A Conscientious Christmas (or a good go at it)
Astrid considers how we can have the most eco-friendly little Christmas possible this year – despite Coronavirus
Some shops may be shut, and we might have let ourselves go a little this year, but most of us are already running round like headless… turkeys… planning our Christmases. However, fast-forward to January 6th, and Christmas is being thrown out onto the street, begging a visit from the council.
The waste amassed during the festive period is shocking. According to Wildlife and Countryside Link, around 114,000 tonnes of plastic packaging are thrown away in the UK and not recycled at Christmas. When I flashback to a blurry lesson in school in which I learn that some plastics can take up to 1000 years to decompose, I shudder. And it’s not just plastics – according to Good to Know, the quantity of Christmas cuisine scraped into the bin in 2018 was enough to constitute 4.2 million Christmas dinners. Try to fathom the unfathomable amount of money we’ve happily scraped into said bin.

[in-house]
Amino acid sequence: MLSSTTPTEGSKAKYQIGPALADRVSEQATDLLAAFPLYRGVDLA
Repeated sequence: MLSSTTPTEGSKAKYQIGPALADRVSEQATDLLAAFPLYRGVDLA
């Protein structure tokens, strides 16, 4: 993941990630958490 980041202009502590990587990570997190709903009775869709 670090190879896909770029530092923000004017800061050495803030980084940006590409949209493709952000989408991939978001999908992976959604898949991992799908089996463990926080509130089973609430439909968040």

“Eyes bigger than your stomach” is certainly a pearl of wisdom I’m familiar with, but (contrary to what your stomach might believe) it’s not always our fault. David T. Courtwright, author of The Age of Addiction; How Bad Habits Became Big Business, suggests we are living in a “limbic capitalism” – which means companies excel at targeting our natural instincts for profit. “I feel so used!’, you might think. That’s because, unfortunately, you are.
So, what can we do to protect both our pockets and the planet?
It’s Prime time to kiss Amazon goodbye
Corporate giants don’t need your money. Small businesses do. COVID-19 has blown a cold wind of change through our towns, slamming the doors of many a beloved local shop shut, and flinging the ‘OPEN’ sign to ‘CLOSED’ in one blow. They need our financial support more than Amazon does this year.